Earlier this month, a U-Haul made its way east from Kansas City to St. Louis with special cargo that researchers say will have a major impact on moms in need: 28,048 Huggies diapers.
Unloaded by a group of volunteers at St. Mary’s Health Center in Richmond Heights, the delivery marked a milestone for Jessica Adams of Kirkwood, the founder of the new St. Louis Area Diaper Bank. The diapers were the fledgling organization’s first major bulk purchase, made possible through money raised online.
Additionally, the diaper bank has gained the attention of a substantial backer and the aid of an agency that helps nonprofits succeed. Now it hopes to expand quickly to become the region’s primary collector and distributor of free diapers to dozens of organizations that help poor mothers and families.
Kansas City has been home to a successful diaper bank for five years, distributing more than 1 million diapers annually to more than 40 organizations. But the St. Louis area has gone without one, leaving maternal health organizations and other groups that help the poor on their own to find diapers for families that can’t afford them.
Last year, the Post-Dispatch reported on the dire need for diapers in the region among families who were making desperate choices, such as whether to buy food for their families or diapers. It costs about $100 a month to keep a baby properly in disposable diapers.
At the time those organizations said they could not keep up with demand. One group, Nurses for Newborns, said it could only give out about 12 diapers per client, on an emergency basis.
A food bank director said diapers were one of the first things parents asked for when they stepped in the door, yet the organization rarely had them on the shelves. Some parents settled for whatever they could get, using duct tape to adjust ill-fitting diapers. Others resorted to reusing diapers and others kept diapers on their babies longer than they knew they should.
The situation has an actual name: “diaper need.” And researchers in the social sciences and medical fields are concluding that it not only causes health and developmental problems for children, but depression in mothers. The problem has even been connected to child abuse, as babies cry more while in discomfort and their caregivers are overwhelmed and can’t bond as easily.
Adams, of the diaper bank, said the studies further suggest the diaper need was a bigger stress for moms than worries about providing food. Five years ago, after a divorce and struggling to finish graduate school, she found herself in the same situation.
“I’ve experienced personally that feeling of dread when you look at an empty pantry and when you look at an empty diaper bin. I asked myself, am I a good mom? And that stress was devastating,” Adams recalled. “It makes you snappier. It makes moms less emotionally available.”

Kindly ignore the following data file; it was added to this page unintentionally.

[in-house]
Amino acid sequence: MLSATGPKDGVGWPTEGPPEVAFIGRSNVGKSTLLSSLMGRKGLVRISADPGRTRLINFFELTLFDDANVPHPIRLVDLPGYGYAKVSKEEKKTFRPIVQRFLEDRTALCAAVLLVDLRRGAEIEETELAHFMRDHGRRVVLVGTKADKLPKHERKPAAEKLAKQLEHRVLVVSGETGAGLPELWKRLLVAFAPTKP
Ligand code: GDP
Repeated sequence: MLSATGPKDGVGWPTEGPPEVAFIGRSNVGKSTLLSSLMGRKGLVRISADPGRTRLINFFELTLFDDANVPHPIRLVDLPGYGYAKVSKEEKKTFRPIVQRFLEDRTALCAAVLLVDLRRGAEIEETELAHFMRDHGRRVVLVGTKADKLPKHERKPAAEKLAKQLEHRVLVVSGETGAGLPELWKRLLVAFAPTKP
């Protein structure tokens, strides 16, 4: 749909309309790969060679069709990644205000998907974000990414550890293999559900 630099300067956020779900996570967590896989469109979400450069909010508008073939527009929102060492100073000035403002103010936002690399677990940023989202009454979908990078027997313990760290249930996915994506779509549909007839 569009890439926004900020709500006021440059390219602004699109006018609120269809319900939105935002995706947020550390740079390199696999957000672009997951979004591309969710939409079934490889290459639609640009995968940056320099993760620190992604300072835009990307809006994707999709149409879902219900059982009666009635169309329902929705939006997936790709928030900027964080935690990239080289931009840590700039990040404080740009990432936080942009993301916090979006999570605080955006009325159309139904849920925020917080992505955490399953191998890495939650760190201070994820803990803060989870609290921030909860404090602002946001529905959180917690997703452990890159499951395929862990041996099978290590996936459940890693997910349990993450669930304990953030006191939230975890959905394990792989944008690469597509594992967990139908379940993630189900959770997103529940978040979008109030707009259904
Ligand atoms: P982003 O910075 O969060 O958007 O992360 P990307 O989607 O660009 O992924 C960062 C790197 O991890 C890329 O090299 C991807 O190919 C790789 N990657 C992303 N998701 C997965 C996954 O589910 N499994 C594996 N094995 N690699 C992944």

Those feelings can sometimes lead to maternal depression or contribute to stress already in the household from poverty. When stress gets too high and is unrelenting, it can lead to toxic stress, which has been linked to bad health and behavioral outcomes for children.
Adams said interest in alleviating diaper need locally skyrocketed after the newspaper story in the spring of 2014. Many individuals and groups hosted their own diaper drives for specific organizations in the months that followed.
When Sarah Goebel, a local owner of Halloween Express franchises, read about diaper need in St. Louis, she contacted YouthBridge Community Foundation with hopes of supporting an area diaper bank. Youthbridge connects donors with nonprofits that serve youth.
“As a mother, I couldn’t imagine a child wearing a dirty diaper longer than necessary simply because the family can’t afford diapers,” said Goebel via email. “After talking to Jessica, I decided to help.”
The area diaper bank is currently forming a board of directors that will include Goebel, and is applying for its nonprofit status. In the meantime, YouthBridge has agreed to serve as its fiscal sponsor and is able to accept financial donations on the diaper bank’s behalf.
Once the formal diaper bank nonprofit is established, it will work to raise funds to rent or buy space for a needed storage and distribution center, enabling it to take direct donations of diapers in addition to financial donations. Once that is achieved, it will be able to join the National Diaper Bank Network, which will further enable it to make large bulk purchases of diapers at a vastly discounted price from the manufacturer of Huggies.
In the meantime, the fledgling diaper bank currently uses its donations to supply diapers to Parents as Teachers in the St. Louis Public Schools and the Sweet Babies program at St. Mary’s Health Center.
The diaper drop of nearly 30,000 Huggies earlier this month went to Sweet Babies, which distributes about 70 care bags a month to needy mothers.
Alice Provaznik founded Sweet Babies in 2010 while volunteering at St. Mary’s Health Center. She discovered nurses on their free time were buying baby clothes at garage sales, and then laundering them for moms they met in the labor and delivery unit who had very little.
Provaznik said the diaper bank’s donation gave the program an eight months supply for the moms’ care bags as well as additional bags for moms at Cardinal Glennon Children’s Medical Center. Some of those moms and their newborns must take a taxi from the hospital to a homeless shelter, Provaznik said.
“When they open that bag, and they see every piece of clothing and the diapers, they are extremely grateful because they have nothing,” she said.
Source : http://www.stltoday.com/news/local/metro/here-come-the-huggies-a-fledgling-st-louis-diaper-bank/article_bc476ef3-8117-5b63-a32e-08212867c2e7.html